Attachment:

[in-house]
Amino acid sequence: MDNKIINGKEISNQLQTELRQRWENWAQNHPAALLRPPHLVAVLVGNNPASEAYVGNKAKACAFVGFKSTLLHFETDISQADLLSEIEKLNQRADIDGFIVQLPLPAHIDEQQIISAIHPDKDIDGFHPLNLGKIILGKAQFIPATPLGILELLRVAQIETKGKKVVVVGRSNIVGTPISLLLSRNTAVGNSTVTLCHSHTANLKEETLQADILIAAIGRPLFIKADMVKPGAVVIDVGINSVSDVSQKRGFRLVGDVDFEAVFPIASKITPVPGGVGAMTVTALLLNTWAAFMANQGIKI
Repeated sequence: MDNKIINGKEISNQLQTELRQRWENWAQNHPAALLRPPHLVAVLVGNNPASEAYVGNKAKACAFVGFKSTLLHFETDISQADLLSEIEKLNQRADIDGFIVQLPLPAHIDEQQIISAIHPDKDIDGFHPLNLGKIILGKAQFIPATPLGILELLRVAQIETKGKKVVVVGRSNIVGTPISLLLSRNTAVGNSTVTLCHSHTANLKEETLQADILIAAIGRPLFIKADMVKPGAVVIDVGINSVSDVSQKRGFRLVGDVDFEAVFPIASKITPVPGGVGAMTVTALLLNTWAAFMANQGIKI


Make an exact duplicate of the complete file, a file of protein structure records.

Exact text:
[in-house]
Amino acid sequence: MDNKIINGKEISNQLQTELRQRWENWAQNHPAALLRPPHLVAVLVGNNPASEAYVGNKAKACAFVGFKSTLLHFETDISQADLLSEIEKLNQRADIDGFIVQLPLPAHIDEQQIISAIHPDKDIDGFHPLNLGKIILGKAQFIPATPLGILELLRVAQIETKGKKVVVVGRSNIVGTPISLLLSRNTAVGNSTVTLCHSHTANLKEETLQADILIAAIGRPLFIKADMVKPGAVVIDVGINSVSDVSQKRGFRLVGDVDFEAVFPIASKITPVPGGVGAMTVTALLLNTWAAFMANQGIKI
Repeated sequence: MDNKIINGKEISNQLQTELRQRWENWAQNHPAALLRPPHLVAVLVGNNPASEAYVGNKAKACAFVGFKSTLLHFETDISQADLLSEIEKLNQRADIDGFIVQLPLPAHIDEQQIISAIHPDKDIDGFHPLNLGKIILGKAQFIPATPLGILELLRVAQIETKGKKVVVVGRSNIVGTPISLLLSRNTAVGNSTVTLCHSHTANLKEETLQADILIAAIGRPLFIKADMVKPGAVVIDVGINSVSDVSQKRGFRLVGDVDFEAVFPIASKITPVPGGVGAMTVTALLLNTWAAFMANQGIKI